Although neither Baddiel nor Skinner were averse to deploying extended sarcasm in their stand-up acts or in their role as presenters of the TV programme Fantasy Football League, their lyrics to “Three Lions” plead against sarcasm (“So many jokes, so many sneers,” Baddiel bemoans in what sounds suspiciously like a sneer) and cynicism (“Everyone seems to know the score/They’ve seen it all before”) in favour of that most unfashionable of mid-nineties characteristics, non-ironic hope (“Jules Rimet still gleaming/Thirty years of hurt/Never stopped me dreaming”).

    By virtue of the Lightning Seeds’ involvement the music extends the football-coming-home metaphor into wishing and willing for that entire 1966 spirit to return into existence; Baddiel and Skinner’s vocals are, shall we say, serviceable, but “Three Lions” was never intended to be an aria. And there is a true moment of shiver, following a balancing montage of positives (“Good old England! England who couldn’t play football!”), when Broudie sings with a tremble: “I know that was then/But it could be again” – and then the music momentarily stops before the opening Brian Wilson figures start up again, flowing naturally into the final goodhearted choruses.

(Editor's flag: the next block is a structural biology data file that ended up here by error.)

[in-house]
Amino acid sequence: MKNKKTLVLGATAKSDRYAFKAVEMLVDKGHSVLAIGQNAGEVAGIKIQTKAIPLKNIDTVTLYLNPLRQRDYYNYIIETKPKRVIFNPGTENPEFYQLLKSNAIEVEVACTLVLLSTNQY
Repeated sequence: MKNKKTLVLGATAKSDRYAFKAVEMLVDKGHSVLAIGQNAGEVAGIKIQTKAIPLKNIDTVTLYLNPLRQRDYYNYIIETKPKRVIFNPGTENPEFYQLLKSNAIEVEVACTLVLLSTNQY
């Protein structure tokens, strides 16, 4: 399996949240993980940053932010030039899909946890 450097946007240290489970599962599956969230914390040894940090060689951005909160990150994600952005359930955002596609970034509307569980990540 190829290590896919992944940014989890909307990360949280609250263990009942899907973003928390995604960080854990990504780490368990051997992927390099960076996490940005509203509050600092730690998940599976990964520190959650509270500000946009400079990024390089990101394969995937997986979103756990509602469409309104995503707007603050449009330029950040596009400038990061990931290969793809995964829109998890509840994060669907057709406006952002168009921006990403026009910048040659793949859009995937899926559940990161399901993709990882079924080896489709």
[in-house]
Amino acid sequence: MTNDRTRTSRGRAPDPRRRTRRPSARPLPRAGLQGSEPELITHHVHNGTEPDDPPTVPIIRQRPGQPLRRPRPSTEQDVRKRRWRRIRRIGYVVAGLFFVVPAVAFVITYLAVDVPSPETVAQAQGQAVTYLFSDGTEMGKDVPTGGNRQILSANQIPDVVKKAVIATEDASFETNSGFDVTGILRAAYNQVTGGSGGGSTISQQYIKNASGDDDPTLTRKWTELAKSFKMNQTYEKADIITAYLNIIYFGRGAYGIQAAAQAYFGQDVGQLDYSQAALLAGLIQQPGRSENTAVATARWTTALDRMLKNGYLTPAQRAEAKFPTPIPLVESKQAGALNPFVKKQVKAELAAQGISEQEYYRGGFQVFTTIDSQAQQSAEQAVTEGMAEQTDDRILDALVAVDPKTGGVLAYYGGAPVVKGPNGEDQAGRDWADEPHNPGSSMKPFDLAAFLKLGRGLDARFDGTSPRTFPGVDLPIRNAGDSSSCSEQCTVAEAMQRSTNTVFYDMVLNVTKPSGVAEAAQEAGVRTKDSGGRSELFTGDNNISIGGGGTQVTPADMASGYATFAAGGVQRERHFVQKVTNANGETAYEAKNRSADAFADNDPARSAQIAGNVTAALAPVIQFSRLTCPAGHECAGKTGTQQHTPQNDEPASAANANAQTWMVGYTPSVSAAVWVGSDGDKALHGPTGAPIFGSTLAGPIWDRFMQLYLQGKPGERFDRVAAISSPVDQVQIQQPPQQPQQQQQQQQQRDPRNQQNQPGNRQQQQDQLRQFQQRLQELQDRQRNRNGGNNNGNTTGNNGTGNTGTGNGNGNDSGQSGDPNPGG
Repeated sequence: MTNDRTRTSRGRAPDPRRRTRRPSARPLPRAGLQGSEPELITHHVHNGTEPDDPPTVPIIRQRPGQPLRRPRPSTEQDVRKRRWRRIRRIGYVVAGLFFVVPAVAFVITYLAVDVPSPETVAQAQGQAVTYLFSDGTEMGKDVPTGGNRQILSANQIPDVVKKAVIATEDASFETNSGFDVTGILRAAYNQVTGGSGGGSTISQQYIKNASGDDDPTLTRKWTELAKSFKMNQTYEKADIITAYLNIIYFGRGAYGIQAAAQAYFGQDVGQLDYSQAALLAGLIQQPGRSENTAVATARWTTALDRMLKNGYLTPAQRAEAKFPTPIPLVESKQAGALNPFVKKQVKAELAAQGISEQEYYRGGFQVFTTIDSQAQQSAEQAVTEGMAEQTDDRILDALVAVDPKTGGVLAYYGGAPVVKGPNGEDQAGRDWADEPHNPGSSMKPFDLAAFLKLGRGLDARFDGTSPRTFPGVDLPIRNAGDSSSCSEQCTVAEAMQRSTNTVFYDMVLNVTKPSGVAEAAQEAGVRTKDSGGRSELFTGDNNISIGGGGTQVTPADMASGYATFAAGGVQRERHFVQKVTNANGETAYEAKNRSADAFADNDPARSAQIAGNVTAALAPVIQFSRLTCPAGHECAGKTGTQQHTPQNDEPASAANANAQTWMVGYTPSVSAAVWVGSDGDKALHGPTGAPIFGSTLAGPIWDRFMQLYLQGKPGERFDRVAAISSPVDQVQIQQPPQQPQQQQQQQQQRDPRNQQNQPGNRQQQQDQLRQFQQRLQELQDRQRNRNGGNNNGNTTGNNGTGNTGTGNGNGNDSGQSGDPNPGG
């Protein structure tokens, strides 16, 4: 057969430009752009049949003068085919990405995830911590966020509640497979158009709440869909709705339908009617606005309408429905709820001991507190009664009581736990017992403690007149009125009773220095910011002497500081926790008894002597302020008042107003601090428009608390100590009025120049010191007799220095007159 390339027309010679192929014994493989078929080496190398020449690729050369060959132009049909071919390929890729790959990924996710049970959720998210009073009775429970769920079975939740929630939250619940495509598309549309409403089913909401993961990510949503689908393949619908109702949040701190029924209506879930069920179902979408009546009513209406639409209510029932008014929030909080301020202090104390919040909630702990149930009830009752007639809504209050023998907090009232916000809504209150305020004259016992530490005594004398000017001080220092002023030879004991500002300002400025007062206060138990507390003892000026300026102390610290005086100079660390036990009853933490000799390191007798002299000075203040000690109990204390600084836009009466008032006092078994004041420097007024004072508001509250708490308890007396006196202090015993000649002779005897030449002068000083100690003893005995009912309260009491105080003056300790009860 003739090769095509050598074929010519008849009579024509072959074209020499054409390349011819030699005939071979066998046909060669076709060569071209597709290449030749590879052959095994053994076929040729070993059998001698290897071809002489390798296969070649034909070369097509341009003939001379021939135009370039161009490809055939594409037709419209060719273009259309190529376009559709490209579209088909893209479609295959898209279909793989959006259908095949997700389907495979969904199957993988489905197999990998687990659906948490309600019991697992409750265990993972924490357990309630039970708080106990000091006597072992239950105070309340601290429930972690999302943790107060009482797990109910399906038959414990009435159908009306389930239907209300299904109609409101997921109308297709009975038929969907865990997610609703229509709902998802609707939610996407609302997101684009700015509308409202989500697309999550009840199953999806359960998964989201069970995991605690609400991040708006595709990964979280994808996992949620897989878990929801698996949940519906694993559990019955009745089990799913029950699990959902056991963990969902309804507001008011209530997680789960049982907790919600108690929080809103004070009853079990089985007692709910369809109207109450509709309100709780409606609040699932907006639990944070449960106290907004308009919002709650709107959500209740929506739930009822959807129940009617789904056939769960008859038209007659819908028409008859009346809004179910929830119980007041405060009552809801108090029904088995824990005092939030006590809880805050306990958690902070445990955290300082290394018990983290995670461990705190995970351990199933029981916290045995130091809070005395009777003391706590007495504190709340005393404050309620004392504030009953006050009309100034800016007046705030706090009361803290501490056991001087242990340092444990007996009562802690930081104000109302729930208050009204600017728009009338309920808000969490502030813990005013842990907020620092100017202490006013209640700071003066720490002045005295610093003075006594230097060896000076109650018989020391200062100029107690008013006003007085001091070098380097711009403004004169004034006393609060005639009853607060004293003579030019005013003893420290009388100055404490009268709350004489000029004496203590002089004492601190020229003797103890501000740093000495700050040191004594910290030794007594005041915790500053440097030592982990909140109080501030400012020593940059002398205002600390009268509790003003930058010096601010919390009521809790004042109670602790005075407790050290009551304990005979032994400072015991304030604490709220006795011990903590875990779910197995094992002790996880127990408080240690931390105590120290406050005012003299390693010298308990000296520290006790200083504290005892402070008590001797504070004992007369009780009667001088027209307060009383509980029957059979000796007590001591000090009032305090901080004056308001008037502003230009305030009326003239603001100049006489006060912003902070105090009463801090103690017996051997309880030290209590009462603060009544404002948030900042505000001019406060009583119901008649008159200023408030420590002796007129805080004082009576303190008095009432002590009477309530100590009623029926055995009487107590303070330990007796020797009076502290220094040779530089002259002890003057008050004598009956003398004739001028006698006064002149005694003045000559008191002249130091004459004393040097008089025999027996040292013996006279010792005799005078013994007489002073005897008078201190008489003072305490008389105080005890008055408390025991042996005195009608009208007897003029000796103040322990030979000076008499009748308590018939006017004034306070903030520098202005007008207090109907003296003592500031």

It worked up to a point; England progressed to the semi-finals when, largely on account of their endemic inability to score penalties, they went out against the eventual champions…Germany. But they did not disgrace themselves, and, as a hymn against cynicism and the death of hope, “Three Lions” has endured as well as “You’ll Never Walk Alone.” There was none of the cocksure bring-the-boys-home pseudo-confidence of previous attempted anthems; simply a realistic view from which its composers refused to banish the existence of goodness and achievement.

  23. 23
    swanstep on 5 Dec 2013 #